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Lawmakers take aim at spyware

A trio of Washington lawmakers seeks to stop the spread of "spyware" and "adware" that hijack people's computers without their consent.

A trio of Washington lawmakers is seeking to stop the spread of "spyware" and "adware" that hijack people's computers without their consent.

Late last week, Sens. Barbara Boxer, D-Calif., Conrad Burns, R-Mont., and Ron Wyden, R-Ore., introduced the "Spyblock Act," aimed at controlling one of surfers' common complaints. Among other things, the bill would require a computer users' consent before software was installed, and ensure that software programs could be easily removed.

"Computer users should have the same amount of privacy online as they do when they close the blinds in the windows of their house," Burns said in a statement. "But...computers across the country are being hijacked every day as users unknowingly download unwanted and deceitful programs that spy into their online world."

The bill comes as public awareness of the problems and technical headaches caused by surreptitious computer software is growing quickly.

Much of the outcry is coming as people increasingly use software that identifies the hidden software that produces advertisements, pop-up boxes, or changes home pages without permission. The digital pests often find their way onto computers bundled along with popular free programs such as file-swapping tools.

Internet service providers (ISPs) including America Online and EarthLink now distribute spyware-fighting tools, while independent programs such as Ad-Aware and Spybot Search and Destroy have gained large and loyal user bases on their own.

Those tools can lead to some confusion, however. America Online users this week began complaining that the new version of AOL's instant messaging software was installing spyware, or software identified as spyware by other software programs.

AOL said that the controversial software, called WildTangent, was a game component integrated into the new instant messaging package, and that its functions were covered by the AOL license agreement.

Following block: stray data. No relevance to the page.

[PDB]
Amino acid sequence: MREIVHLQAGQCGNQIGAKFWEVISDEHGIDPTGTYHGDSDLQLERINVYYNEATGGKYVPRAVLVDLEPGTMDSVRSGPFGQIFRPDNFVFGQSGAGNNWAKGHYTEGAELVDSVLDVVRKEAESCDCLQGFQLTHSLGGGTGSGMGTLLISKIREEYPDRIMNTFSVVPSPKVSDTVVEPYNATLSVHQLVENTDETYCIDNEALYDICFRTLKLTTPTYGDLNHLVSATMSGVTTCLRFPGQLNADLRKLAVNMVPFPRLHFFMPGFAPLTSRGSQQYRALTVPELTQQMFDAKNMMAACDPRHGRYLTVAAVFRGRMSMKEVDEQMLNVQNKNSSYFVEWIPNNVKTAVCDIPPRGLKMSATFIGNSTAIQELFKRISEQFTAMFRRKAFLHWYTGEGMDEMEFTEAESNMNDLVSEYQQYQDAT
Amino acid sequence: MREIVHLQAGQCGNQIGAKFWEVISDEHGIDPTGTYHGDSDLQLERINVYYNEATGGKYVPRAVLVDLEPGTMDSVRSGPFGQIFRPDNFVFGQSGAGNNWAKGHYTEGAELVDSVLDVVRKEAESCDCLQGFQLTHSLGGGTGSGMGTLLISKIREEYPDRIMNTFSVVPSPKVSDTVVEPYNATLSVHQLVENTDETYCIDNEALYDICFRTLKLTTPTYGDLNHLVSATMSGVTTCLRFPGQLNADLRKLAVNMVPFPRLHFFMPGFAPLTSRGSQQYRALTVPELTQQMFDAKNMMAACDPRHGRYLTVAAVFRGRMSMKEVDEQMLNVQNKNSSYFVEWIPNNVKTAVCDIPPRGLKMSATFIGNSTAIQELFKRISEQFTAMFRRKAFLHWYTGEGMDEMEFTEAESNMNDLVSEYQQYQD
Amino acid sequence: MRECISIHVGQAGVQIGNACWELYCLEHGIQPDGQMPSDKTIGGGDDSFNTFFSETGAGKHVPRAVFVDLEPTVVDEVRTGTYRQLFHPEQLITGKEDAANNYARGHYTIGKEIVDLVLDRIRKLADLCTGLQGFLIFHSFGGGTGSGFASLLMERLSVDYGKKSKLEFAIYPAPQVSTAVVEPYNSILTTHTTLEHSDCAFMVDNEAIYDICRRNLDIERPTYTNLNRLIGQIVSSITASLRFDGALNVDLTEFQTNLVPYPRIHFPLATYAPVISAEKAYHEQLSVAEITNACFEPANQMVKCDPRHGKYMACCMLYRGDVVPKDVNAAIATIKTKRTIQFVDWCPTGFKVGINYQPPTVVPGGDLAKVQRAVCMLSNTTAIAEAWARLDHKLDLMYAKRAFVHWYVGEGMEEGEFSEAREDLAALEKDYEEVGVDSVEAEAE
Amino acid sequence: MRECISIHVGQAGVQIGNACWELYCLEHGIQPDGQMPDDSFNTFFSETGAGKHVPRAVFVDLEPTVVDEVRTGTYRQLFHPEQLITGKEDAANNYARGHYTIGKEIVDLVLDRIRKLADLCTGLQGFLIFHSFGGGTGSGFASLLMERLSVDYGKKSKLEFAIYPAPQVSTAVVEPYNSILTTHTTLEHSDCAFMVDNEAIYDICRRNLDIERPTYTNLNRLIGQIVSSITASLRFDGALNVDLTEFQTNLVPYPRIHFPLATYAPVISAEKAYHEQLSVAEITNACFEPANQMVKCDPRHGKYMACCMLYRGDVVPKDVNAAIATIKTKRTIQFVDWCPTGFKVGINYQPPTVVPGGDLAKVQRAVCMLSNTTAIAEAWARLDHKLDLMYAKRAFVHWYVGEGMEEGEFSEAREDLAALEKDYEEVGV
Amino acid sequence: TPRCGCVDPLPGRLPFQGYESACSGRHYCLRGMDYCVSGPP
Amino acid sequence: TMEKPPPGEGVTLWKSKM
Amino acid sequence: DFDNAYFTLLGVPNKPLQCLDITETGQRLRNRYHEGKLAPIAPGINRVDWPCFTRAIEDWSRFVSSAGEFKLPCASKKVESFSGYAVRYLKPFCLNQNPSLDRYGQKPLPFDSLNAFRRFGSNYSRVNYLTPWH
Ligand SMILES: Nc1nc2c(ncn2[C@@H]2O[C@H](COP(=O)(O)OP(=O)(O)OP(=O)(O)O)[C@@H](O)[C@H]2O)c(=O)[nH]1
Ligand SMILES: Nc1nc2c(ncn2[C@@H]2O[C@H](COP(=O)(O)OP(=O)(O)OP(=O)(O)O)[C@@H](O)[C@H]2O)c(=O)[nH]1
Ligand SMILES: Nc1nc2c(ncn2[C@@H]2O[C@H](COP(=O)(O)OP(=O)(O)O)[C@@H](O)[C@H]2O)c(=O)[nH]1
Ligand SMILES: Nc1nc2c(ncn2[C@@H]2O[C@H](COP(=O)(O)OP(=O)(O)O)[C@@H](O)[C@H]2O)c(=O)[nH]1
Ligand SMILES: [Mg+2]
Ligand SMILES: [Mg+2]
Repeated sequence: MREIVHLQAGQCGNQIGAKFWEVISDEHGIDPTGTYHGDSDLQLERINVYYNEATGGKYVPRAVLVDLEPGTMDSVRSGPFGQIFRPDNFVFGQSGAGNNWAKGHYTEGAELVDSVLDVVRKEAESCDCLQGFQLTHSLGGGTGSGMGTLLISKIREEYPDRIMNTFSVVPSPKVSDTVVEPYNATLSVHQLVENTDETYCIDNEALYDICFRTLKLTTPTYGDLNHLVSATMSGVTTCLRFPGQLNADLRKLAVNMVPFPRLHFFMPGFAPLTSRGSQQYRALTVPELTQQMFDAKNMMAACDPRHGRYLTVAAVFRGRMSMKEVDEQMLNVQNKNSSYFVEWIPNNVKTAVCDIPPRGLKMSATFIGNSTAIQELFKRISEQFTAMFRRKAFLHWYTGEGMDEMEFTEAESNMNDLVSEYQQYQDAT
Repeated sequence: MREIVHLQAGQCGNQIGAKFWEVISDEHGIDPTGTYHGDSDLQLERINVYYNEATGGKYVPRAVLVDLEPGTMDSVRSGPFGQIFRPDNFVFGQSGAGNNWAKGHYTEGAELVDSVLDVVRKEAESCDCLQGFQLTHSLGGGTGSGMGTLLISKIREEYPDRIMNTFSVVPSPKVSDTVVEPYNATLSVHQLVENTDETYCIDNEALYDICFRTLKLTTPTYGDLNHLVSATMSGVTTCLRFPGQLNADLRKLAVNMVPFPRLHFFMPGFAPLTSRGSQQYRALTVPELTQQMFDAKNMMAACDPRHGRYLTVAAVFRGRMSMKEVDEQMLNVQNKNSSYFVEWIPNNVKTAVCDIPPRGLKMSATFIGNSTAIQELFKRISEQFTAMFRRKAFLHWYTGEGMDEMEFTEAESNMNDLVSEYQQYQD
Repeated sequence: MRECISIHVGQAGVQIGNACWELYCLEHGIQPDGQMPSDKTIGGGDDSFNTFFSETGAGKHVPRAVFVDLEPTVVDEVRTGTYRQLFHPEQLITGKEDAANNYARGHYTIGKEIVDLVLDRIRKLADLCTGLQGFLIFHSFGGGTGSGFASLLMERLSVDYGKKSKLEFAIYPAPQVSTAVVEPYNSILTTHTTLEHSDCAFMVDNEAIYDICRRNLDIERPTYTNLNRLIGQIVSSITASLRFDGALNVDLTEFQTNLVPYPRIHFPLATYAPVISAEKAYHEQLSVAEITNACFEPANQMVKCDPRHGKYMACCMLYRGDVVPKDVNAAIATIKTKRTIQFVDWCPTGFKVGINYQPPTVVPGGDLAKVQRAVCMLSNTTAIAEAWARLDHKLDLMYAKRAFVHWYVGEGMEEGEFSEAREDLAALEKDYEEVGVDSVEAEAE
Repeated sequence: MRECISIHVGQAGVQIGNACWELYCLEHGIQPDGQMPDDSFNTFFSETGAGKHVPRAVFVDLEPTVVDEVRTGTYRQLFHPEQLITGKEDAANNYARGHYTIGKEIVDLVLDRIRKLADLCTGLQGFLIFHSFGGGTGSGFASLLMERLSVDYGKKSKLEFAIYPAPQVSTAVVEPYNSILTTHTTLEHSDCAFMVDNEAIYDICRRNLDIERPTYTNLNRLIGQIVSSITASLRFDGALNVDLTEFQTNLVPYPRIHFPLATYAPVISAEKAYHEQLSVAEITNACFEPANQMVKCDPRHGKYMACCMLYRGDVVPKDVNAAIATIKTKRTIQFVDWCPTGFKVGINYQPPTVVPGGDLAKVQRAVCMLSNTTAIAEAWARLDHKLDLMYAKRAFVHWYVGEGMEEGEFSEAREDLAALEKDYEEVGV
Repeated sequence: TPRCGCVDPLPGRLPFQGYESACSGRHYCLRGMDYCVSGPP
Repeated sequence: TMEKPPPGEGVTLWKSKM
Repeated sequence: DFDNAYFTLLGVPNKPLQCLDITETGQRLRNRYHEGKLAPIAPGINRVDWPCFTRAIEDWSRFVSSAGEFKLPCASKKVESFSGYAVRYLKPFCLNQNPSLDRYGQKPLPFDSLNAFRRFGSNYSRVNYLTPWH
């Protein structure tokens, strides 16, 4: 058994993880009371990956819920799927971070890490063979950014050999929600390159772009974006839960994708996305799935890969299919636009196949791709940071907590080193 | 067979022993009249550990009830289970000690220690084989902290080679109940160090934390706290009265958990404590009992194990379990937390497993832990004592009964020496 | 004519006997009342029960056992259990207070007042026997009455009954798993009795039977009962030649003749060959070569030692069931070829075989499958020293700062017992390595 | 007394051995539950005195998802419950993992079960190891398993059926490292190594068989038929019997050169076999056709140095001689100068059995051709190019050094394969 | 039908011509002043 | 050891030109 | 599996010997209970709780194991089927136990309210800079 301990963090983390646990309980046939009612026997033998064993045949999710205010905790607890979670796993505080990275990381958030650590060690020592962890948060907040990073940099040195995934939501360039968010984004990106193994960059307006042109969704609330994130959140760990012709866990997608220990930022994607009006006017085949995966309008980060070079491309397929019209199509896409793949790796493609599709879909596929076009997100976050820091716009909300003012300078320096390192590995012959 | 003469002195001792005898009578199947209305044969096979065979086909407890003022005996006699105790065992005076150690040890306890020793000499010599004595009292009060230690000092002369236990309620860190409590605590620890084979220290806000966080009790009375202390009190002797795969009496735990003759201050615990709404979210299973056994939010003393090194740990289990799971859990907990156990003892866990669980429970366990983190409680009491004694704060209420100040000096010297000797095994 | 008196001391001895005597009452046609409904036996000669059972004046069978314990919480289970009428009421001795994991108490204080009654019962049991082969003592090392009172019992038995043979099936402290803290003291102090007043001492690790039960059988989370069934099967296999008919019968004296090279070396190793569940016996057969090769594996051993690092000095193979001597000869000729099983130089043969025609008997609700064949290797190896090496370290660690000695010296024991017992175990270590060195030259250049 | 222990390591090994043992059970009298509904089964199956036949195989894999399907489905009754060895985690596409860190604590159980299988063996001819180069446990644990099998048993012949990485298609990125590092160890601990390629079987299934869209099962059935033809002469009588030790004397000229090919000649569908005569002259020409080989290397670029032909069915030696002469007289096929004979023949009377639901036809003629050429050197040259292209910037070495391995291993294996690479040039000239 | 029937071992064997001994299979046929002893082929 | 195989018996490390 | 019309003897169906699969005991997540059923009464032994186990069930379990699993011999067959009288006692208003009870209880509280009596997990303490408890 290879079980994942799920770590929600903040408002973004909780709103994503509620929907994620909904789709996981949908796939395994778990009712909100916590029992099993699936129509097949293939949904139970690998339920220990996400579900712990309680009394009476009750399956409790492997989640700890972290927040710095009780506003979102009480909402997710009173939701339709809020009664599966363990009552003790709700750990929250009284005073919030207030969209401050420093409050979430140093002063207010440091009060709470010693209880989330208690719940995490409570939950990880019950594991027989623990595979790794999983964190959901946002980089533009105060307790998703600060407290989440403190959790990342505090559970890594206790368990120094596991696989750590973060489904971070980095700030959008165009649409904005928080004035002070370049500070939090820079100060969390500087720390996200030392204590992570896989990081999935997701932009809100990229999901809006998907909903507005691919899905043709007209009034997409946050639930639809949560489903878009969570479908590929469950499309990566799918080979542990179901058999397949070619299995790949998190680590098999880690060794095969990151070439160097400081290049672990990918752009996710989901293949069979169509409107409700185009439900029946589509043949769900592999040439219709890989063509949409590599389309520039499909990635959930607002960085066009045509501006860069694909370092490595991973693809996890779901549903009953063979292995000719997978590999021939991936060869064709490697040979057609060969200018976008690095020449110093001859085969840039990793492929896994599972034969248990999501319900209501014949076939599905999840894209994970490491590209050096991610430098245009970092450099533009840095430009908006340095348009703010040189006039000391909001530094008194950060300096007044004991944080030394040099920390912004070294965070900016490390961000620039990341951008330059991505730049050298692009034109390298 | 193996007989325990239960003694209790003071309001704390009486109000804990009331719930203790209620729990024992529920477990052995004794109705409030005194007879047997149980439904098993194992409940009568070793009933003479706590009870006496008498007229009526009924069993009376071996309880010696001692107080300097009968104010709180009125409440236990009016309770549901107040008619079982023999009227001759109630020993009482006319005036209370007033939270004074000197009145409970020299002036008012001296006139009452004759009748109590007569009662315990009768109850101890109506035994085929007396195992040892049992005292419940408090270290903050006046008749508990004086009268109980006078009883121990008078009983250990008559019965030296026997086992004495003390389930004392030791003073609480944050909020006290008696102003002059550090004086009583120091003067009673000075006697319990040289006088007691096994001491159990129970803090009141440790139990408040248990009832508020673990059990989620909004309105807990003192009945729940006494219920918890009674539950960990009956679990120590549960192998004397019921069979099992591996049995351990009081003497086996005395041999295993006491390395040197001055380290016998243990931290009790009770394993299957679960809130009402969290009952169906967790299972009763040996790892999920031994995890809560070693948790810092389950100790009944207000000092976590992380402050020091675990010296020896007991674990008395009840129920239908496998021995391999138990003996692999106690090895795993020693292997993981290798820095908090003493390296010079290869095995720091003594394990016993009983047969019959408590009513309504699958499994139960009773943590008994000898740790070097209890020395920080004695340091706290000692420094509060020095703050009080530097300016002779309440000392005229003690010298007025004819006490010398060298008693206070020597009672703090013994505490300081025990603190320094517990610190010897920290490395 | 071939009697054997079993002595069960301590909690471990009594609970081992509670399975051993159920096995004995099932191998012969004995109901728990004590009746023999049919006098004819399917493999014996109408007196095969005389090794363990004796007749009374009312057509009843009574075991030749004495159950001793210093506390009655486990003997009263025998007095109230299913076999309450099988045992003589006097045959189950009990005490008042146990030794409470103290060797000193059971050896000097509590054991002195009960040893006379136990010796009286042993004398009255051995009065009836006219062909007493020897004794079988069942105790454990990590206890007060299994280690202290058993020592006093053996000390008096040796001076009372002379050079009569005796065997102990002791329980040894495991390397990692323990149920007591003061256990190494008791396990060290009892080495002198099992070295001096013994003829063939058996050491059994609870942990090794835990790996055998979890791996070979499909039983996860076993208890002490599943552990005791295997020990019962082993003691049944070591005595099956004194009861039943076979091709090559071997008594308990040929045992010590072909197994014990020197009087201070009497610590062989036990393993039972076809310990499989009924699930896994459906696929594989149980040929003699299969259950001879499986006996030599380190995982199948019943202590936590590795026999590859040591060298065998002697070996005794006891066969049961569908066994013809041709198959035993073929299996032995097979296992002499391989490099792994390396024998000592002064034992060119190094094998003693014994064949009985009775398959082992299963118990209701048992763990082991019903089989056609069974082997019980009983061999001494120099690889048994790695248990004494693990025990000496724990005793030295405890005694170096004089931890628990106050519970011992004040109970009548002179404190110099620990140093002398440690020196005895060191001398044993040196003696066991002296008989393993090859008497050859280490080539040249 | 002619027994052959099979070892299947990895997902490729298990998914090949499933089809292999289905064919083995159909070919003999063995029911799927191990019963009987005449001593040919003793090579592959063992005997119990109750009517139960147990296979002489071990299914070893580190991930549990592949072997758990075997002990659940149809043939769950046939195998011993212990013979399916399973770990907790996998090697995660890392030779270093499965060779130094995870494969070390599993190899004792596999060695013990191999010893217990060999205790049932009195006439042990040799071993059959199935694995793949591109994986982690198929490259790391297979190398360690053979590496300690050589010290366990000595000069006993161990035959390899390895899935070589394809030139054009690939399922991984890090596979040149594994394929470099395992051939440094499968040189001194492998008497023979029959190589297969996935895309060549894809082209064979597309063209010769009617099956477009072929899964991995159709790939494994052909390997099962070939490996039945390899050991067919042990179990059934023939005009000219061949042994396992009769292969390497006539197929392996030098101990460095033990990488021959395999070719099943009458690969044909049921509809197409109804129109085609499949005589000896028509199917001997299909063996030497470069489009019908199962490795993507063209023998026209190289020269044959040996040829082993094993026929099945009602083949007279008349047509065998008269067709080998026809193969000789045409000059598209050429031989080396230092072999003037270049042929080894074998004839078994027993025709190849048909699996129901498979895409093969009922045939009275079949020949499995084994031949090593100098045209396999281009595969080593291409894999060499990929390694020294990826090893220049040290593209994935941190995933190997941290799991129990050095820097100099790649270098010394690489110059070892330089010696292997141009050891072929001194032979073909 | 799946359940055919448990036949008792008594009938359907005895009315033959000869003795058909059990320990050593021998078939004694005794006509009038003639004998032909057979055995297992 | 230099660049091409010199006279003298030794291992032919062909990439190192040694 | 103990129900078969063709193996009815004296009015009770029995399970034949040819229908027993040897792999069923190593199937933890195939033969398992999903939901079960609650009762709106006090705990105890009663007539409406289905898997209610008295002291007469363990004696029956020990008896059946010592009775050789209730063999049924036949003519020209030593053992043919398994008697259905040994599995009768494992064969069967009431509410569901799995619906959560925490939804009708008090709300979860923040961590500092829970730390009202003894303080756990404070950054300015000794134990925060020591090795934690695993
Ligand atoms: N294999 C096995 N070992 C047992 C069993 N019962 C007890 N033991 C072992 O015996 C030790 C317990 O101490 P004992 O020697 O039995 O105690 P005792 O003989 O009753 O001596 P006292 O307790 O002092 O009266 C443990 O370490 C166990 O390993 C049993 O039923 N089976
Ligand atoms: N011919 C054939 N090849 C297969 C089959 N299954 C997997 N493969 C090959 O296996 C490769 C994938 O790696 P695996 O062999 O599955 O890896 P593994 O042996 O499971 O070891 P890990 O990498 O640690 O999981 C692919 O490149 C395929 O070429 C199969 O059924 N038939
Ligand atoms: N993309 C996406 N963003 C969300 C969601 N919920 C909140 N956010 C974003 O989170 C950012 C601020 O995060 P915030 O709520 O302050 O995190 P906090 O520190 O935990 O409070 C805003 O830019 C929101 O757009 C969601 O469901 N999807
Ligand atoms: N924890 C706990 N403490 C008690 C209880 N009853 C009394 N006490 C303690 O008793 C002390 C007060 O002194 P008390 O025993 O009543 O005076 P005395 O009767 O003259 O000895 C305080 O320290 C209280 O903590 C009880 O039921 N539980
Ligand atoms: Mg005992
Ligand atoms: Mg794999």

Other recent instances have been potentially more disturbing. A recent CNET investigation found at least one instance of a company distributing antispyware tools that secretly installed additional software, viewed by many as spyware. That company, called Spyban, has since ceased distributing its product.

The new bill, dubbed the "Software Principles Yielding Better Levels of Consumer Knowledge," is viewed by some on Capitol Hill as a successor to the antispam legislation passed last year. But privacy advocates are still studying the language before endorsing it.

The Center for Democracy and Technology, one prominent group that has recently taken a lead in the fight against spyware, says that it would rather see a larger bill addressing privacy issues more broadly. But a narrower bill may be more likely to pass this year, the group says.

The tricky part with this or any bill will be to create definitions of spyware that don't include innocent companies and which actually are enforceable, CDT Associate Director Ari Schwartz said.

"A lot of the worst cases of spyware are already illegal," Schwartz said. "The key is being able to go after these people. If you expand the definition of what's illegal, and you can't go after what's already illegal, it raises questions."

The bill would require consent for software installations and require strict disclosure if a program collects information about a user and sends it elsewhere over the Net, creates advertising pop-up boxes, uses the computer for any purpose other than the stated purpose of the software, or modifies a computer's settings.